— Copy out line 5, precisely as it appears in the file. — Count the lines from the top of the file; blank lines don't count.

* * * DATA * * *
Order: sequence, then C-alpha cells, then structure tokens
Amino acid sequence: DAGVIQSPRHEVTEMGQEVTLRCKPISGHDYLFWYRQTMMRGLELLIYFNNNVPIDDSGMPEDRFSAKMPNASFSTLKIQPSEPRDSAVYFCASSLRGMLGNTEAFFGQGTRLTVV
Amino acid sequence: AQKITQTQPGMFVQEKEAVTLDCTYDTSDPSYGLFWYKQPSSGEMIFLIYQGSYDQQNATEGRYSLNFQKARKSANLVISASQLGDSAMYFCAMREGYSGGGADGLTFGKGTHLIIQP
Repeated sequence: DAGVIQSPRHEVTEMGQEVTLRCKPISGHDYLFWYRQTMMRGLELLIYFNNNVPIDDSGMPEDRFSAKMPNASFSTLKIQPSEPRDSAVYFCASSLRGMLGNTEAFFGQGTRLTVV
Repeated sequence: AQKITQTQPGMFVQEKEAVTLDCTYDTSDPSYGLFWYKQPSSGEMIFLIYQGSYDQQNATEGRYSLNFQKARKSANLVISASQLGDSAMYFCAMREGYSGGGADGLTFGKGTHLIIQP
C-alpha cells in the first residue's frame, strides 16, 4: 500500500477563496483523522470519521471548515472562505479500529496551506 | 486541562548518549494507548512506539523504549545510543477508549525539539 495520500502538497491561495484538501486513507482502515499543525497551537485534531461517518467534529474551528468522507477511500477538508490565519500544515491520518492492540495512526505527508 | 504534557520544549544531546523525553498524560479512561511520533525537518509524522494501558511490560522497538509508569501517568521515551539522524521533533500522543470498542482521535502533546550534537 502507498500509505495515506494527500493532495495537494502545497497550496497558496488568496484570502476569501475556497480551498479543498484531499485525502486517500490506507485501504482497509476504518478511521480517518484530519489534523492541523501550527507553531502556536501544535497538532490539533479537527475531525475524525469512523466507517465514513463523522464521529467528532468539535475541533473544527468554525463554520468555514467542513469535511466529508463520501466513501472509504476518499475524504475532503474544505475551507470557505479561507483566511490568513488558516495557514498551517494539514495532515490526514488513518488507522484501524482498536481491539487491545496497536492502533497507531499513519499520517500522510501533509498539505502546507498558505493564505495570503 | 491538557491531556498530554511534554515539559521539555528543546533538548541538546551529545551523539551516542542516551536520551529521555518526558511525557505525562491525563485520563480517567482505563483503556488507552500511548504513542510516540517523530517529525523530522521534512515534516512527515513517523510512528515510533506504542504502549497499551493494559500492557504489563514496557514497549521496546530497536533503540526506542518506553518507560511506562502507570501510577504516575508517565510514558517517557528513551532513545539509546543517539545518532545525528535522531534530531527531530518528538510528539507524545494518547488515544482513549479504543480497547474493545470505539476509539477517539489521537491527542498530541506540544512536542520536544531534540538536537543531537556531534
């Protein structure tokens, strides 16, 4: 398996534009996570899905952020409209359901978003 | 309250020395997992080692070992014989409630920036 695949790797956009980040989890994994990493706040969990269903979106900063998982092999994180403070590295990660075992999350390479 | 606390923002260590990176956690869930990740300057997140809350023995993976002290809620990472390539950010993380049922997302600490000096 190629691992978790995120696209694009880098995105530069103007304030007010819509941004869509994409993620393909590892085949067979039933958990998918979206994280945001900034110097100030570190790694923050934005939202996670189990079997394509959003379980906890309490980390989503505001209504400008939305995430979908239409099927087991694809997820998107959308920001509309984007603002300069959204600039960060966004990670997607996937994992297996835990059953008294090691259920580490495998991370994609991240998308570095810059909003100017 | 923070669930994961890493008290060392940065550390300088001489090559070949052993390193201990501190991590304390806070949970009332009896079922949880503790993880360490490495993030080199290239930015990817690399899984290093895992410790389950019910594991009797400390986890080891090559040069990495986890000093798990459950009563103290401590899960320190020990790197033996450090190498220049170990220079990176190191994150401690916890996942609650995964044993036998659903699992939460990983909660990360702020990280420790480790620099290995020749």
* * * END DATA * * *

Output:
Repeated sequence: AQKITQTQPGMFVQEKEAVTLDCTYDTSDPSYGLFWYKQPSSGEMIFLIYQGSYDQQNATEGRYSLNFQKARKSANLVISASQLGDSAMYFCAMREGYSGGGADGLTFGKGTHLIIQP